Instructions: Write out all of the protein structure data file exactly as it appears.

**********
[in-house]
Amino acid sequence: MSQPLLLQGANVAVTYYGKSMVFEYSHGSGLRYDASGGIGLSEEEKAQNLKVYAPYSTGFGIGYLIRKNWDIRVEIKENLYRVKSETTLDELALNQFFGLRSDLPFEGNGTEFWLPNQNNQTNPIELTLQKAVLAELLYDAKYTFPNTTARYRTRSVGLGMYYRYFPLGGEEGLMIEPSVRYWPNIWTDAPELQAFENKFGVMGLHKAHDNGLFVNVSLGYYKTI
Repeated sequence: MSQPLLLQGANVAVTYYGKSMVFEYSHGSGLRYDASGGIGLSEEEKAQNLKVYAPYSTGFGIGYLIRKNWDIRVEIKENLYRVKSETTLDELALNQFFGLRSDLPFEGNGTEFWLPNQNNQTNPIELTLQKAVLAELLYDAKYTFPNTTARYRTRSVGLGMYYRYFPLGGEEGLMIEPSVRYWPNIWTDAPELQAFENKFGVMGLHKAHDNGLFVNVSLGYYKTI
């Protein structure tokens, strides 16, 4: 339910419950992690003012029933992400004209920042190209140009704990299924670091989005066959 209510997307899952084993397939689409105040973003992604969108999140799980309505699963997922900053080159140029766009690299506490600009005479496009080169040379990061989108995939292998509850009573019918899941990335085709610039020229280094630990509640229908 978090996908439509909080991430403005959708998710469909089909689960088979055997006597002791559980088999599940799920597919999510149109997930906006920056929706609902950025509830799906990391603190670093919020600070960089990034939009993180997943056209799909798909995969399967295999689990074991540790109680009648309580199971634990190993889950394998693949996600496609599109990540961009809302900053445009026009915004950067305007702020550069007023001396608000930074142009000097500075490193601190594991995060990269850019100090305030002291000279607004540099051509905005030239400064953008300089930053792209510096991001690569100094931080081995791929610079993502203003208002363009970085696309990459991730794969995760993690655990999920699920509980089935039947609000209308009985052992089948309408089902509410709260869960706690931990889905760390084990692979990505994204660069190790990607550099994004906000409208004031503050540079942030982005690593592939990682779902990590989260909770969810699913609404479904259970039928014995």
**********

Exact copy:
[in-house]
Amino acid sequence: MSQPLLLQGANVAVTYYGKSMVFEYSHGSGLRYDASGGIGLSEEEKAQNLKVYAPYSTGFGIGYLIRKNWDIRVEIKENLYRVKSETTLDELALNQFFGLRSDLPFEGNGTEFWLPNQNNQTNPIELTLQKAVLAELLYDAKYTFPNTTARYRTRSVGLGMYYRYFPLGGEEGLMIEPSVRYWPNIWTDAPELQAFENKFGVMGLHKAHDNGLFVNVSLGYYKTI
Repeated sequence: MSQPLLLQGANVAVTYYGKSMVFEYSHGSGLRYDASGGIGLSEEEKAQNLKVYAPYSTGFGIGYLIRKNWDIRVEIKENLYRVKSETTLDELALNQFFGLRSDLPFEGNGTEFWLPNQNNQTNPIELTLQKAVLAELLYDAKYTFPNTTARYRTRSVGLGMYYRYFPLGGEEGLMIEPSVRYWPNIWTDAPELQAFENKFGVMGLHKAHDNGLFVNVSLGYYKTI
């Protein structure tokens, strides 16, 4: 339910419950992690003012029933992400004209920042190209140009704990299924670091989005066959 209510997307899952084993397939689409105040973003992604969108999140799980309505699963997922900053080159140029766009690299506490600009005479496009080169040379990061989108995939292998509850009573019918899941990335085709610039020229280094630990509640229908 978090996908439509909080991430403005959708998710469909089909689960088979055997006597002791559980088999599940799920597919999510149109997930906006920056929706609902950025509830799906990391603190670093919020600070960089990034939009993180997943056209799909798909995969399967295999689990074991540790109680009648309580199971634990190993889950394998693949996600496609599109990540961009809302900053445009026009915004950067305007702020550069007023001396608000930074142009000097500075490193601190594991995060990269850019100090305030002291000279607004540099051509905005030239400064953008300089930053792209510096991001690569100094931080081995791929610079993502203003208002363009970085696309990459991730794969995760993690655990999920699920509980089935039947609000209308009985052992089948309408089902509410709260869960706690931990889905760390084990692979990505994204660069190790990607550099994004906000409208004031503050540079942030982005690593592939990682779902990590989260909770969810699913609404479904259970039928014995």